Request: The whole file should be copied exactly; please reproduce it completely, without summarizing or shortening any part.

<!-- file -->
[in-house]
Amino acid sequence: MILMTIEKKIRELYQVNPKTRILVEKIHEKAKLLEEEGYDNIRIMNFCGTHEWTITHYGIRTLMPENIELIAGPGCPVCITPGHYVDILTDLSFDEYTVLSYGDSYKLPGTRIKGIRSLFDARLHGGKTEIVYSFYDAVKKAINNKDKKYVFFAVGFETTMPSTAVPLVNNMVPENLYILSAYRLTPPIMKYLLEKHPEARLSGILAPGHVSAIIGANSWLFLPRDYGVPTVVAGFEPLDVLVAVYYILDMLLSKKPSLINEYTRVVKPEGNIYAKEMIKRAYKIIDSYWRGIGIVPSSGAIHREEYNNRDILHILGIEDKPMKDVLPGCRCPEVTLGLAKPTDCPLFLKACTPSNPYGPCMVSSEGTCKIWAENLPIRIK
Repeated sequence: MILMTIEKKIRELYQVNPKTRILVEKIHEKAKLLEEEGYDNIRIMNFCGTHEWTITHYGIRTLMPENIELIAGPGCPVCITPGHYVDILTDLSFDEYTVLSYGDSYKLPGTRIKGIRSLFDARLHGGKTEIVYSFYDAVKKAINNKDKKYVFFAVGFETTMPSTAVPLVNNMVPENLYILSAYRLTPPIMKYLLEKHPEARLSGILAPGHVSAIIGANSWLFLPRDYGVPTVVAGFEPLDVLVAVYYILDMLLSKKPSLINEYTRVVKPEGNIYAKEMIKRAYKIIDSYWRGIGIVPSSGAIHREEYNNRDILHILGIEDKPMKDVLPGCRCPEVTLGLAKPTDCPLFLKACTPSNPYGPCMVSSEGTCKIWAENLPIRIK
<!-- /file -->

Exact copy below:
[in-house]
Amino acid sequence: MILMTIEKKIRELYQVNPKTRILVEKIHEKAKLLEEEGYDNIRIMNFCGTHEWTITHYGIRTLMPENIELIAGPGCPVCITPGHYVDILTDLSFDEYTVLSYGDSYKLPGTRIKGIRSLFDARLHGGKTEIVYSFYDAVKKAINNKDKKYVFFAVGFETTMPSTAVPLVNNMVPENLYILSAYRLTPPIMKYLLEKHPEARLSGILAPGHVSAIIGANSWLFLPRDYGVPTVVAGFEPLDVLVAVYYILDMLLSKKPSLINEYTRVVKPEGNIYAKEMIKRAYKIIDSYWRGIGIVPSSGAIHREEYNNRDILHILGIEDKPMKDVLPGCRCPEVTLGLAKPTDCPLFLKACTPSNPYGPCMVSSEGTCKIWAENLPIRIK
Repeated sequence: MILMTIEKKIRELYQVNPKTRILVEKIHEKAKLLEEEGYDNIRIMNFCGTHEWTITHYGIRTLMPENIELIAGPGCPVCITPGHYVDILTDLSFDEYTVLSYGDSYKLPGTRIKGIRSLFDARLHGGKTEIVYSFYDAVKKAINNKDKKYVFFAVGFETTMPSTAVPLVNNMVPENLYILSAYRLTPPIMKYLLEKHPEARLSGILAPGHVSAIIGANSWLFLPRDYGVPTVVAGFEPLDVLVAVYYILDMLLSKKPSLINEYTRVVKPEGNIYAKEMIKRAYKIIDSYWRGIGIVPSSGAIHREEYNNRDILHILGIEDKPMKDVLPGCRCPEVTLGLAKPTDCPLFLKACTPSNPYGPCMVSSEGTCKIWAENLPIRIK